The game offered a homecoming for Tunstall, a graduate of Life Center Academy from Willingboro, N.J., across the river. Other area players on the Highlanders roster are Garnet Valley grad Jordan Ireland and Cheltenham’s Amarri Truehart, a transfer from Albany.

Johnson’s Career Day Powers Rider to Snap Opening Losing Streak

The Broncs have been around a long time as a program but never saw a triple double from one of their own until Saturday afternoon when Stella Johnson achieved the feat to give Rider an 85-67 win, it’s first of the season, in a non-conference game over Mount St. Mary’s at home in Alumni Gymnasium in Lawrenceville, N.J.

Johnson had a career high 35 points, shooting 14-for-19 from the field, while grabbing 12 rebounds and dealing 10 assists to go with six steals. She also sizzled from beyond the arc, shooting 6-of-8 three pointers.

Mount St. Mary’s is also now 1-3.

The Broncs led by as many as 25 points in the second half in which Johnson got 25 of her points.

Junior Amari Johnson also had a career day with 28 points, shooting 10-of-16 from the field while she grabbed seven rebounds. 

“That’s who Stella is,” said Rider coach Lynn Milligan. “That doesn’t surprise me. That’s what she does for her team. She does a great job of putting her teammates in successful situations.

“She knows when she needs to score and she knows when to give it up. She trusts her teammates and it’s a credit to her all around game and what she does for our program,” Milligan added.

“Having a secondary scorer was something that we were missing the first few games,” she noted of the home opener loss to nearby Princeton, and last weekend’s New England setbacks, squandering a late lead at Vermont and falling at Holy Cross.

“It was only a matter of time before Amari had a game like this. She had a great week of practice. She got in the gym, put the extra work in and it paid off for her.”

Of her record performance, Johnson noted, “I didn’t wake up that confident. After shoot around this morning I texted my mom and she told me to be confident in my shot. I listened to her and my coaches and it paid off.”

The Broncs, who shot 60.7 from the field, had lost 11 straight in the month of November.

Johnson’s 35 points were two short of the Rider record achieved by Myneshia McKenzie and Nancy Carroll. Through Saturday afternoon games, she became the fifth Division I player to register a triple double this season and her 10 assists tied a career high.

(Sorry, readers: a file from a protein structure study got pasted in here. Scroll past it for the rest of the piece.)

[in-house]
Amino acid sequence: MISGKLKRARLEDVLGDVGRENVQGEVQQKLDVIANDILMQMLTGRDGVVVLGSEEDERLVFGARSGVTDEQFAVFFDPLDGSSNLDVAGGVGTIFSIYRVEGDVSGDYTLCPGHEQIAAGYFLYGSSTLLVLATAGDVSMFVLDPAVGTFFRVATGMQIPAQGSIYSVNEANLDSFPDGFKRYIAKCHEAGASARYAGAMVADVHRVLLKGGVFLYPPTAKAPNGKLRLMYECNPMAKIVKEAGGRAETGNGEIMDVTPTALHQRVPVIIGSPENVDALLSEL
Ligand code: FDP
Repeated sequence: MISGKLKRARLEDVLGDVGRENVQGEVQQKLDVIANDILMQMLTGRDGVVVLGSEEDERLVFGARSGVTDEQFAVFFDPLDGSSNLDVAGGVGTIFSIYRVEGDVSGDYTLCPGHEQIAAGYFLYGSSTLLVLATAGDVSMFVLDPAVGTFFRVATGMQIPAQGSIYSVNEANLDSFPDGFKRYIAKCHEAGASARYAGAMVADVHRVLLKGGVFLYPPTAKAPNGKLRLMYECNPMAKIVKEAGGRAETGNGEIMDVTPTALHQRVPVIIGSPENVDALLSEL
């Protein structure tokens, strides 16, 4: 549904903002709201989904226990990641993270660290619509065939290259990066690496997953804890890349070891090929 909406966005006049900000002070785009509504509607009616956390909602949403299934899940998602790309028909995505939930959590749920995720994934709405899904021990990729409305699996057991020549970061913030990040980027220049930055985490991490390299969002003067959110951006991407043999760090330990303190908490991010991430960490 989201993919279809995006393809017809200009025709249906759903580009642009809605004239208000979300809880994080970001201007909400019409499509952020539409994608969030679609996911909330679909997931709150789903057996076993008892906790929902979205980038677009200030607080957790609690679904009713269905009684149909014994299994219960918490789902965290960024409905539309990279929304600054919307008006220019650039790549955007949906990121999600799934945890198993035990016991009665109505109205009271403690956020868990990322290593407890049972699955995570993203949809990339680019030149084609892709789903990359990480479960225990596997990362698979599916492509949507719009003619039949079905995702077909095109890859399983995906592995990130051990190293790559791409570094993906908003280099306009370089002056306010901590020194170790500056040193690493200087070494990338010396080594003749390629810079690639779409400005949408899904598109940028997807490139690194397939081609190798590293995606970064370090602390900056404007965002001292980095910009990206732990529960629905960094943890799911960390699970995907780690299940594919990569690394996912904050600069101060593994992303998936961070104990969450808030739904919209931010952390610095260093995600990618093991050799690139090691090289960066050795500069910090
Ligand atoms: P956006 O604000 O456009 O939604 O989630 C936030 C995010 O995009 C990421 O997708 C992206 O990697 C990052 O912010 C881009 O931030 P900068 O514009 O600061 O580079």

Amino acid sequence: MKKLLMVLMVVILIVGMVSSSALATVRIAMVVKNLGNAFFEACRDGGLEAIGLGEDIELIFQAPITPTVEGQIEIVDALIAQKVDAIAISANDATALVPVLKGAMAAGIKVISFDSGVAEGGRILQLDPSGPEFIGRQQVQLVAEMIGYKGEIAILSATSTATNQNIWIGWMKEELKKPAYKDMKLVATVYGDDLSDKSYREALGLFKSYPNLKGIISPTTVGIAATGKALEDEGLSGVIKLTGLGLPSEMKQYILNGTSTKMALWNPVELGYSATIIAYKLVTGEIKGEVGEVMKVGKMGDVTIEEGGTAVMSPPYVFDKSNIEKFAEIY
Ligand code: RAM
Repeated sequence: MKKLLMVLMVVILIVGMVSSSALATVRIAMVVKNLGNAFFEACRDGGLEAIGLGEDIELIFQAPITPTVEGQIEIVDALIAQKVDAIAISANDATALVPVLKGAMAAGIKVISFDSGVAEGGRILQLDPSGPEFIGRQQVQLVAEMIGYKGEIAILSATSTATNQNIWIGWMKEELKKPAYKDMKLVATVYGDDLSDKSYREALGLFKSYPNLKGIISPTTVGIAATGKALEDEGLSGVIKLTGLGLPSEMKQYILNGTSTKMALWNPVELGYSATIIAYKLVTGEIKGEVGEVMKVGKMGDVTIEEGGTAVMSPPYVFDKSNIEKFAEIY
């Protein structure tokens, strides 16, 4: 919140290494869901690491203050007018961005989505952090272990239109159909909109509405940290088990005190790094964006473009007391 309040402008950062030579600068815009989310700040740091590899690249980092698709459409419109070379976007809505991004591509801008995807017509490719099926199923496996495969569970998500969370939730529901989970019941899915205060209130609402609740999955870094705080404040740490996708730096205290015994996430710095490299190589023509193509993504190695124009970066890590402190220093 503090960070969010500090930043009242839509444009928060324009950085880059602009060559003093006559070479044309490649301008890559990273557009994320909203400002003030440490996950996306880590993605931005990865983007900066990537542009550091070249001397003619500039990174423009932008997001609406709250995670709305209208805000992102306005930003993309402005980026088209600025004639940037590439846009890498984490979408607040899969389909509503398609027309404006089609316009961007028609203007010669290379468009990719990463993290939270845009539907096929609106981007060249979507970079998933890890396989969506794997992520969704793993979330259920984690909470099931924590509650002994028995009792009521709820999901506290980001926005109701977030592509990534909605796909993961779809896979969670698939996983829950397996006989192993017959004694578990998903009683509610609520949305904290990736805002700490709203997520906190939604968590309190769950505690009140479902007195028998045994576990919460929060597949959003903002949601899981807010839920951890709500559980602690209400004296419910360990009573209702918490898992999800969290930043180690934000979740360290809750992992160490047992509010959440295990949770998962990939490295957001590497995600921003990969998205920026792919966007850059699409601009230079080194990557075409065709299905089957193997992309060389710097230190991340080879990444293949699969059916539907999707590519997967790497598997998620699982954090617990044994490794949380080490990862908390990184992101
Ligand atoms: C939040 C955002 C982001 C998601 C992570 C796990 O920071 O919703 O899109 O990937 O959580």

Rider after the holidays is heading this way, opening noon Saturday against Saint Joseph’s in the annual Hawk Classic in Hagan Arena and then will play either Boston College or Loyola of Maryland, Sunday.

The latter squad is coached by former Saint Joseph’s assistant Joe Logan.

Delaware Gets First Win in Preseason WNIT Consolation Game

The Blue Hens picked up their first victory of the season, taking the last of three rounds in the Preseason WNIT with a triumph over Nicholls, holding on to prevail 71-56 at Texas State’s Strahan Arena in San Marcos.

Delaware (1-2) broke from a 31-31 tie at halftime as the opposing Colonels (0-4) remained winless.

The Blue Hens used a strong defense to force 22 turnovers and owned the backboards with a one-sided 50-26 advantage for their best effort to date in that category in what was the first ever meeting between the two schools.

Delaware opened play in the annual tourney losing a week ago Friday at Northern Iowa and  headed to the Lone Star State where they lost their first consolation round game Friday night to Montana State.

Abby Gonzalez, a junior, had a career high 20 points, shooting 7-for-13 from the field of which four connections came from beyond the arc. 

Freshman Jasmine Dickey, who has quickly become a key addition for second-year coach Natasha Adair, had her second double double with 15 points and 16 rebounds.

Samone DeFreese also scored in double figures with 12 points as did Justina Mascaro with 10.

“I am so proud of this group,” Adair said afterwards. “What an incredible, incredible road gutsy win. You are seeing different lineups and again our chemistry has to click … but what I’m most proud of is our work on the defensive end.”

The Blue Hens complete their pre-Thanksgiving slate Tuesday, traveling to in-state rival Delaware State Tuesday at 6 p.m. in Memorial Hall in Dover.